It’s not news to any of you who are paying attention to media but we’re at a tipping point.
The cracks in the traditional patterns of media consumption have widened to a point where the foundations of those patterns are falling down. Need proof? How about this morning’s piece is the Wall Street Journal:
Hopes that TV advertising will rebound this fall are beginning to dim. TV networks have been banking on a surge in ad spending in coming weeks, ever since an anemic second quarter reported by media companies and a weaker-than-expected “upfront” advance ad-sales market for the new season. The new season doesn’t kick off until next week but already sentiment is starting to change. On Monday, Jeffries analyst John Janedis lowered his estimates for advertising revenue growth in the second half of the year for most of the biggest media companies
Or this from Kantar Media:
“Four of the nation’s five biggest advertisers,” including Procter & Gamble and AT&T, “cut ad spending on traditional media and online display in the first half of the year.”
So now what?
Millennials spend 30 percent of their time with content created by their peers. This means they’re spending more time with peer-created content than traditional media combined (print, TV, and radio). Nielsen’s most recent study indicates that Americans aged 18-24 watched a weekly average of 19 hours of traditional TV during Q2 2014. That was a substantial 2-and-a-half-hour drop-off from Q2 2013, which in turn had been down by an hour from the year before. Spending more heavily in those channels isn’t going to happen. The impact of most digital display is negligible. Where is the light at the end of the tunnel?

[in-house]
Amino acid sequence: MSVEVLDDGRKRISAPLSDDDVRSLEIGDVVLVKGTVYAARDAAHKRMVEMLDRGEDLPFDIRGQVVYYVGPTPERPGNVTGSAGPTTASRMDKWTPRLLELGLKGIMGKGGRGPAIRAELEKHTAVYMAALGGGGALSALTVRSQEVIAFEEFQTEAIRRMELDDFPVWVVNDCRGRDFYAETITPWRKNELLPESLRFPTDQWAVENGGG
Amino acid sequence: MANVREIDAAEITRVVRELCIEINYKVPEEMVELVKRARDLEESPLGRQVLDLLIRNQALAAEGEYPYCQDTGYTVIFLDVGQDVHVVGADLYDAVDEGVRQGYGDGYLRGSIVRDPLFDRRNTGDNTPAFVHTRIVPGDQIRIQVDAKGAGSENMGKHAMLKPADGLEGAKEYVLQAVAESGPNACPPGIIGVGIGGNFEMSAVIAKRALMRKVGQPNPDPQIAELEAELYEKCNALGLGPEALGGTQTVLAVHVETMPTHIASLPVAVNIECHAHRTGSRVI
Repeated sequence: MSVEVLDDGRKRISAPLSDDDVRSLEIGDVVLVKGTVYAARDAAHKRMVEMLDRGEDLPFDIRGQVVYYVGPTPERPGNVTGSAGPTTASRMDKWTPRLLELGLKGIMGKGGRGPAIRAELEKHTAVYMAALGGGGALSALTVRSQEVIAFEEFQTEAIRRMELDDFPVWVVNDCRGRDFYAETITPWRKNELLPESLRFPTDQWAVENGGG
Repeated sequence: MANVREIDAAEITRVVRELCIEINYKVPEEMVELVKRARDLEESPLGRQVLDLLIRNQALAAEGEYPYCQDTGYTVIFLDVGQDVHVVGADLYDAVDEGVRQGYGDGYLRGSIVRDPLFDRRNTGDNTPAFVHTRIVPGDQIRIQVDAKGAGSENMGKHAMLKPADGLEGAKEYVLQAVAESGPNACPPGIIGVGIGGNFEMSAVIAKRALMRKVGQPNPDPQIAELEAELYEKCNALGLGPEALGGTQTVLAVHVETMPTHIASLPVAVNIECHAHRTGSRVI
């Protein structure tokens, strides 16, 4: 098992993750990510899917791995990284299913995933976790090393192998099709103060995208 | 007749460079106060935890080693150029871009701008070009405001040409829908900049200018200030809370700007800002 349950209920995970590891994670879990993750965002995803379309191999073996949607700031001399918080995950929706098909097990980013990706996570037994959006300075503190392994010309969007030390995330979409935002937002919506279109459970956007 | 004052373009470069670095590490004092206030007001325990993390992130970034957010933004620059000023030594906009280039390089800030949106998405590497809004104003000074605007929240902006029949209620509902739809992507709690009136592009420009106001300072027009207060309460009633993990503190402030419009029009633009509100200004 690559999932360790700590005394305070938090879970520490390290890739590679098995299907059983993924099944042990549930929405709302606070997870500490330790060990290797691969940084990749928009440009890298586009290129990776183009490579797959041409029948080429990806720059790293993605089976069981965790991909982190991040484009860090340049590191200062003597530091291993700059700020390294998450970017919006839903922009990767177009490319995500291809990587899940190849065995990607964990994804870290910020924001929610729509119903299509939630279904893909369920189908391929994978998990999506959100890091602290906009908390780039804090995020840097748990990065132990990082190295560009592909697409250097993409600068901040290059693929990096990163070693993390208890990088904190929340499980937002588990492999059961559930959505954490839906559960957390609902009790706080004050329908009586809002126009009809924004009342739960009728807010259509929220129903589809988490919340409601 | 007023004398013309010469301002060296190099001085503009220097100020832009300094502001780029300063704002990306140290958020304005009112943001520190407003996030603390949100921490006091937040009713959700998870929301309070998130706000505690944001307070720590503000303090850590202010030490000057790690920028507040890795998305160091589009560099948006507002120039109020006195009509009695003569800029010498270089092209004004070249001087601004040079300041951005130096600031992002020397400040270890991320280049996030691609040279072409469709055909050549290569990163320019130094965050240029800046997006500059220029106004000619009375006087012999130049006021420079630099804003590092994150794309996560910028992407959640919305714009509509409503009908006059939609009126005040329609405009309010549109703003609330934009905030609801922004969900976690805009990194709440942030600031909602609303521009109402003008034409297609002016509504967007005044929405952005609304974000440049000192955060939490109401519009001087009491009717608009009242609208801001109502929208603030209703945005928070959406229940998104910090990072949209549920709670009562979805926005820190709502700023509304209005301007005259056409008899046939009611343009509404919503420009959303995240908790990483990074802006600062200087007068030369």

The answer might just be in the audience itself. Putting consumers and their messages about the brand front and center – probably through social channels – might just be the way forward. That’s where is the audience is spending time and the messages are from trusted sources. As Nielsen found:
Word-of-mouth recommendations from friends and family, often referred to as earned advertising, are still the most influential, as 84 percent of global respondents across 58 countries to the Nielsen online survey said this source was the most trustworthy
The real question is do you trust your consumers enough to hand over your brand? Can you get on board with them creating content that you’ll push for them? Are you willing to provide tools – images, logos, whatever – or to promote the products that consumers choose, not those slated for promotion in the marketing plan?
Interesting times. What’s your take?